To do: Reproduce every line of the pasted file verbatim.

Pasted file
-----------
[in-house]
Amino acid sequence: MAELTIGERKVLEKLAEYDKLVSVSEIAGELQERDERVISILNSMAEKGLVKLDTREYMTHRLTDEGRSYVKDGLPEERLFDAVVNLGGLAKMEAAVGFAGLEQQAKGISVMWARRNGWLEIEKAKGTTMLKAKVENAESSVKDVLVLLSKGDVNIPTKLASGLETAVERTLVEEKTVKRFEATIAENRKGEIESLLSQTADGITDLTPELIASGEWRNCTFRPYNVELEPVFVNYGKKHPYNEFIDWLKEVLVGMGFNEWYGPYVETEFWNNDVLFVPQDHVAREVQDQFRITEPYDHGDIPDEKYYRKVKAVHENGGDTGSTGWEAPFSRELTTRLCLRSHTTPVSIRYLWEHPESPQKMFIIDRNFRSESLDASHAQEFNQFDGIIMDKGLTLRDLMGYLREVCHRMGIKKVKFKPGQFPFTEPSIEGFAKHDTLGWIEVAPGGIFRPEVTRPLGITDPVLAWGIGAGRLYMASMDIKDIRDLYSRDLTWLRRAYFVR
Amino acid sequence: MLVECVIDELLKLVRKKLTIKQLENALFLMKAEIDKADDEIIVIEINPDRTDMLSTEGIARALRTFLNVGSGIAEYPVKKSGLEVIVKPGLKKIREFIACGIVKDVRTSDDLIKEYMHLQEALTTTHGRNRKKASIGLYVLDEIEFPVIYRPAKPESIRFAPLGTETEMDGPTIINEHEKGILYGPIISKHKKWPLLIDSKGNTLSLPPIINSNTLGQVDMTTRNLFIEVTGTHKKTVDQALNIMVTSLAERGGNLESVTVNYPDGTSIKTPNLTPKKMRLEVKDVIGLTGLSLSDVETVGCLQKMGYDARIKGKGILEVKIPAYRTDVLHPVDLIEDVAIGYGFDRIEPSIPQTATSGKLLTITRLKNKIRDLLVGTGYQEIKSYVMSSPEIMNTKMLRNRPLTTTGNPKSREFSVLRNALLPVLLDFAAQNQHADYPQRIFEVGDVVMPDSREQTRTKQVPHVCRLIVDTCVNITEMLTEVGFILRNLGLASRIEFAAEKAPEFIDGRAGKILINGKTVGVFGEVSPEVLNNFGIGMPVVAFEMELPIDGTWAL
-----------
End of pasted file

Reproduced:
[in-house]
Amino acid sequence: MAELTIGERKVLEKLAEYDKLVSVSEIAGELQERDERVISILNSMAEKGLVKLDTREYMTHRLTDEGRSYVKDGLPEERLFDAVVNLGGLAKMEAAVGFAGLEQQAKGISVMWARRNGWLEIEKAKGTTMLKAKVENAESSVKDVLVLLSKGDVNIPTKLASGLETAVERTLVEEKTVKRFEATIAENRKGEIESLLSQTADGITDLTPELIASGEWRNCTFRPYNVELEPVFVNYGKKHPYNEFIDWLKEVLVGMGFNEWYGPYVETEFWNNDVLFVPQDHVAREVQDQFRITEPYDHGDIPDEKYYRKVKAVHENGGDTGSTGWEAPFSRELTTRLCLRSHTTPVSIRYLWEHPESPQKMFIIDRNFRSESLDASHAQEFNQFDGIIMDKGLTLRDLMGYLREVCHRMGIKKVKFKPGQFPFTEPSIEGFAKHDTLGWIEVAPGGIFRPEVTRPLGITDPVLAWGIGAGRLYMASMDIKDIRDLYSRDLTWLRRAYFVR
Amino acid sequence: MLVECVIDELLKLVRKKLTIKQLENALFLMKAEIDKADDEIIVIEINPDRTDMLSTEGIARALRTFLNVGSGIAEYPVKKSGLEVIVKPGLKKIREFIACGIVKDVRTSDDLIKEYMHLQEALTTTHGRNRKKASIGLYVLDEIEFPVIYRPAKPESIRFAPLGTETEMDGPTIINEHEKGILYGPIISKHKKWPLLIDSKGNTLSLPPIINSNTLGQVDMTTRNLFIEVTGTHKKTVDQALNIMVTSLAERGGNLESVTVNYPDGTSIKTPNLTPKKMRLEVKDVIGLTGLSLSDVETVGCLQKMGYDARIKGKGILEVKIPAYRTDVLHPVDLIEDVAIGYGFDRIEPSIPQTATSGKLLTITRLKNKIRDLLVGTGYQEIKSYVMSSPEIMNTKMLRNRPLTTTGNPKSREFSVLRNALLPVLLDFAAQNQHADYPQRIFEVGDVVMPDSREQTRTKQVPHVCRLIVDTCVNITEMLTEVGFILRNLGLASRIEFAAEKAPEFIDGRAGKILINGKTVGVFGEVSPEVLNNFGIGMPVVAFEMELPIDGTWAL